The new class of point guards in Chicago

With an up-and-coming new class of point guards looking to stake their place among the colleges in Chicago, it seems as though DePaul sophomore Brandon Young may have the only safe point job in town.

Chicago State, UIC, Northwestern and even Loyola are in point guard limbo heading into the 2011-2012 season.

Loyola: Courtney Stanley is the more-than-likely shoe-in to pick up
where he left off last season for the Ramblers, but nothing can be very
certain when a new head coach takes the reins.

Stanley, now a senior, had his share of highlights last season, but had more than his share of turnovers too (32.6 percent TO%). However, his assist rate (21.5%) is good for 375th in the nation.

replacements? Not Gabe Kindred. There's nothing official yet, but
rumors abound about Kindred losing his scholarship in the offseason --
not that he would be considered for the PG position anyway.

Sophomore Denzel Brito is the most likely next in line. Brito played in
24 games last season off the bench, but had comparable turnover issues
(36.3 percent), assisting at a rate of 19.1 percent.

Chim Kadima, also a sophomore, is another option. Kadima stood in for
Stanley four times last season at starting point guard and recorded an
18.1 TO% in 23 games paired with a low (8.0%) assist rate.

Ineligible Iowa transfer Cully Payne is absolutely the future at this position for the Ramblers. He'll have three years of eligibility remaining when he starts in the 2012-2013 season.

UIC: Not much is sure over at UIC, as Lindsey Willhite previously covered.

season Robo Kreps made the move from shooting guard to point guard in
the wake of Spencer Stewart's absence but seemed cramped in his new
role. Sophomore Corey Gray ably took over, unleashing Kreps to the

Now Gray's scholarship status is uncertain (and Kreps is
gone), and head coach Howard Moore has two pure point guards waiting in
the wings to take over. Incoming freshman Greg Travis (138th ranked PG, ESPN) and JUCO
transfer Gary Talton, a D-III All-American who lead Mountain View
Community College to the national championships last year, both have a
shot at this fluid roster spot.

Talton may be the more adept
player for the role, but it would be great to have four years to
completely immerse a pure point guard like Travis in Moore's swing

Chicago State: Like UIC, the Cougars are undergoing a
complete roster overhaul for next season. The team loses seven players,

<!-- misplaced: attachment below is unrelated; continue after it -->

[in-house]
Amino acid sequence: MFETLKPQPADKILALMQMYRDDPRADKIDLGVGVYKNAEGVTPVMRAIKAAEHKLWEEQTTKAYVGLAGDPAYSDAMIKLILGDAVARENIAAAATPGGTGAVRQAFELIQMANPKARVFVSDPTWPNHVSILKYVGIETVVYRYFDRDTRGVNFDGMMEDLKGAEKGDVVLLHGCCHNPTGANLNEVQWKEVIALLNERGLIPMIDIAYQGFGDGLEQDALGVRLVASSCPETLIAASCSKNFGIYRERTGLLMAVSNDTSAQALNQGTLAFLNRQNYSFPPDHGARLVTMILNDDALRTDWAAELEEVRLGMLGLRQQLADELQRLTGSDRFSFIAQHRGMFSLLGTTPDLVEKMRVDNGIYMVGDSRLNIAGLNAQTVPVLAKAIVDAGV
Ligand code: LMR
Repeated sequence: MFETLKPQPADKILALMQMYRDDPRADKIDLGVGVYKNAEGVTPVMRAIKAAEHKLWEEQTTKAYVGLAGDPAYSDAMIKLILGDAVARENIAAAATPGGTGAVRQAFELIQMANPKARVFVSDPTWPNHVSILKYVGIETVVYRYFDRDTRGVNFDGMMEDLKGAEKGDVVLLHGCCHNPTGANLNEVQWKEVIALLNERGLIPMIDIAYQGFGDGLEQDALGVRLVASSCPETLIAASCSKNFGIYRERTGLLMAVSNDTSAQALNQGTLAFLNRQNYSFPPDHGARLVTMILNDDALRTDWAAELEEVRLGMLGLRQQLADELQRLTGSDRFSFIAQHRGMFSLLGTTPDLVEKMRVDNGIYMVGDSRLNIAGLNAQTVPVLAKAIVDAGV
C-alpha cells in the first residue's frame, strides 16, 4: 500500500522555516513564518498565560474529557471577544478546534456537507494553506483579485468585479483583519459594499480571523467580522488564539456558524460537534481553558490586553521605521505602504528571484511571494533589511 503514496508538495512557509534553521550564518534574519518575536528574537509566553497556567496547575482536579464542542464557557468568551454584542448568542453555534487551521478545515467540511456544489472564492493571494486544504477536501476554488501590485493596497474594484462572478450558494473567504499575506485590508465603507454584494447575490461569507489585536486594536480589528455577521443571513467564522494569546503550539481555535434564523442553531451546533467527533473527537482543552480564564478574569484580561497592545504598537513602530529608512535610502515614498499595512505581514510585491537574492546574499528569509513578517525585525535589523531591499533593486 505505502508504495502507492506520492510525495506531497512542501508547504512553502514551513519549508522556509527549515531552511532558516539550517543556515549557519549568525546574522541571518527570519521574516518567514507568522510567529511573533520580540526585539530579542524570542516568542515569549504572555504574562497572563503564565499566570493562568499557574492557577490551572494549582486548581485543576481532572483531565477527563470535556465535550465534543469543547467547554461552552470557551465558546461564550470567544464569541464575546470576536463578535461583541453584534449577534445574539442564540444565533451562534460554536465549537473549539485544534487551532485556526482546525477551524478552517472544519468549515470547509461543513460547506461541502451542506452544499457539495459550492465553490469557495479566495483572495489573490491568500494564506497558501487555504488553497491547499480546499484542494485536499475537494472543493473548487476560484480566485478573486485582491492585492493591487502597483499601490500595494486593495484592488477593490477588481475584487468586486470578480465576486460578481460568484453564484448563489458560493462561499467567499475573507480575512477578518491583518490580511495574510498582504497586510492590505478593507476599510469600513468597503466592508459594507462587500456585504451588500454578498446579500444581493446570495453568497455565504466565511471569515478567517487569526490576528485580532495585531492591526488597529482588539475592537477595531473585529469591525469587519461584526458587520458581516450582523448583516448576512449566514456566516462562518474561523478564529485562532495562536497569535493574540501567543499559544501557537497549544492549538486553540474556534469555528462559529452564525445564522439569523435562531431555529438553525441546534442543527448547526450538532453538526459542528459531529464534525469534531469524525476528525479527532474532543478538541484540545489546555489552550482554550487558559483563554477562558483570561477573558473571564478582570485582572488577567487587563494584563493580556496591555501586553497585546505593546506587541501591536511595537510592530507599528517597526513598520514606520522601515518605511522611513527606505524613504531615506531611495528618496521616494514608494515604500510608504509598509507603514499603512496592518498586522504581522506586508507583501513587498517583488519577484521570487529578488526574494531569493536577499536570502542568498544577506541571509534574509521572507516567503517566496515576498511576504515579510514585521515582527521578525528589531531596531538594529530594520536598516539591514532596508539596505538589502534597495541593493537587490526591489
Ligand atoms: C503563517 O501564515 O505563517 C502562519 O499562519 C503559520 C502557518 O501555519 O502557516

including top-scorer and forward Carl Montgomery and sometimes-starting
point guard Christian Wall.

Wall began last season with exclusive rights to the starting PG spot, but ended up sharing with junior Steve Martin (John Templon previously explored that topic).

Head coach Tracy Dildy's giant incoming 2011 class,
which includes four forwards and three guards with only one four-year
eligible player (guard Clarke Rosenberg of Evanston Township), doesn't
include any pure point players. It seems Martin will have little
competition for the Cougars' point spot, surrounded by fresh faces.

could, however, give senior Jamill Harris the nod. Harris also had
minutes at PG last season, starting in five games and playing in 26,
mostly off the bench.

Northwestern: The Wildcats have probably the biggest hole to fill in the absence of Juice Thompson, but they're prepared.

the other four starters returning for next season, incoming recruits
David Sobolewski (90th ranked PG, ESPN) and Tre Demps (33rd ranked PG,
ESPN) will have to battle for what will probably be their spot for the

Bill Carmody will likely experiment with both, as Scott Powers writes, their success may be the key to Northwestern's season.

DePaul: Long a trouble spot for the Blue Demons, Michael Bizoukas knows better than anyone that DePaul has found their guy in two-time Big East rookie of the week Brandon Young. Young has room to improve, but his assist rate (26.5%, 185th nationally), turnover rate (22.4%) and offensive rating (94.0) are a solid foundation to build on.

Incoming recruit Shane Larkin (26th ranked PG, ESPN) can learn a lot from Young.

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